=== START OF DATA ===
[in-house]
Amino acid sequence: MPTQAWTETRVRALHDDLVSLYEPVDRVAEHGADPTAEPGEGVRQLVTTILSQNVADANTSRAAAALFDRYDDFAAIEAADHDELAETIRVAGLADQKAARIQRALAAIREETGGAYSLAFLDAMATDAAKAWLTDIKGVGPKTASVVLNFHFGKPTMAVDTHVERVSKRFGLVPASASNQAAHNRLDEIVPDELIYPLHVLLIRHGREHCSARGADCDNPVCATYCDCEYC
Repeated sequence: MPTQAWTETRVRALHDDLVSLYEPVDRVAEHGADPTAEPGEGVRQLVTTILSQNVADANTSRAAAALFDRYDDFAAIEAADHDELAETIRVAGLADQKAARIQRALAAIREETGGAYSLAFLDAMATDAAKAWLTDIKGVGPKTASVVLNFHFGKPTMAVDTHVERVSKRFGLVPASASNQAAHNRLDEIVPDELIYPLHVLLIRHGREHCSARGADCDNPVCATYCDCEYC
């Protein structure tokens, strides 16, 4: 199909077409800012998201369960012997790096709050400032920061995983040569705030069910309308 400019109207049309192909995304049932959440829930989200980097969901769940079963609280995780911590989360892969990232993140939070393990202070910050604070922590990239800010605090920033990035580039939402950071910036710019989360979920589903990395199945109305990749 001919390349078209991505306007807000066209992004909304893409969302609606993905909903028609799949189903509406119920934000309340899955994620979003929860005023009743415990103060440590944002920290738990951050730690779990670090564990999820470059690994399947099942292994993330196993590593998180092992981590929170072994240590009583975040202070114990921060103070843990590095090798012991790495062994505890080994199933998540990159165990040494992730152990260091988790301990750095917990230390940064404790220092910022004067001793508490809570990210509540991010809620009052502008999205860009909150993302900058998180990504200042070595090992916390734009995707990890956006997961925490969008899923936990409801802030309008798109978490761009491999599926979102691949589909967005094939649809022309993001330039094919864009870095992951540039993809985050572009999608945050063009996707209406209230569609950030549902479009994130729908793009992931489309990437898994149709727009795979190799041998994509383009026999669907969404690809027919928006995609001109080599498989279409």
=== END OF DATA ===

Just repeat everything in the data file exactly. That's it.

[in-house]
Amino acid sequence: MPTQAWTETRVRALHDDLVSLYEPVDRVAEHGADPTAEPGEGVRQLVTTILSQNVADANTSRAAAALFDRYDDFAAIEAADHDELAETIRVAGLADQKAARIQRALAAIREETGGAYSLAFLDAMATDAAKAWLTDIKGVGPKTASVVLNFHFGKPTMAVDTHVERVSKRFGLVPASASNQAAHNRLDEIVPDELIYPLHVLLIRHGREHCSARGADCDNPVCATYCDCEYC
Repeated sequence: MPTQAWTETRVRALHDDLVSLYEPVDRVAEHGADPTAEPGEGVRQLVTTILSQNVADANTSRAAAALFDRYDDFAAIEAADHDELAETIRVAGLADQKAARIQRALAAIREETGGAYSLAFLDAMATDAAKAWLTDIKGVGPKTASVVLNFHFGKPTMAVDTHVERVSKRFGLVPASASNQAAHNRLDEIVPDELIYPLHVLLIRHGREHCSARGADCDNPVCATYCDCEYC
């Protein structure tokens, strides 16, 4: 199909077409800012998201369960012997790096709050400032920061995983040569705030069910309308 400019109207049309192909995304049932959440829930989200980097969901769940079963609280995780911590989360892969990232993140939070393990202070910050604070922590990239800010605090920033990035580039939402950071910036710019989360979920589903990395199945109305990749 001919390349078209991505306007807000066209992004909304893409969302609606993905909903028609799949189903509406119920934000309340899955994620979003929860005023009743415990103060440590944002920290738990951050730690779990670090564990999820470059690994399947099942292994993330196993590593998180092992981590929170072994240590009583975040202070114990921060103070843990590095090798012991790495062994505890080994199933998540990159165990040494992730152990260091988790301990750095917990230390940064404790220092910022004067001793508490809570990210509540991010809620009052502008999205860009909150993302900058998180990504200042070595090992916390734009995707990890956006997961925490969008899923936990409801802030309008798109978490761009491999599926979102691949589909967005094939649809022309993001330039094919864009870095992951540039993809985050572009999608945050063009996707209406209230569609950030549902479009994130729908793009992931489309990437898994149709727009795979190799041998994509383009026999669907969404690809027919928006995609001109080599498989279409």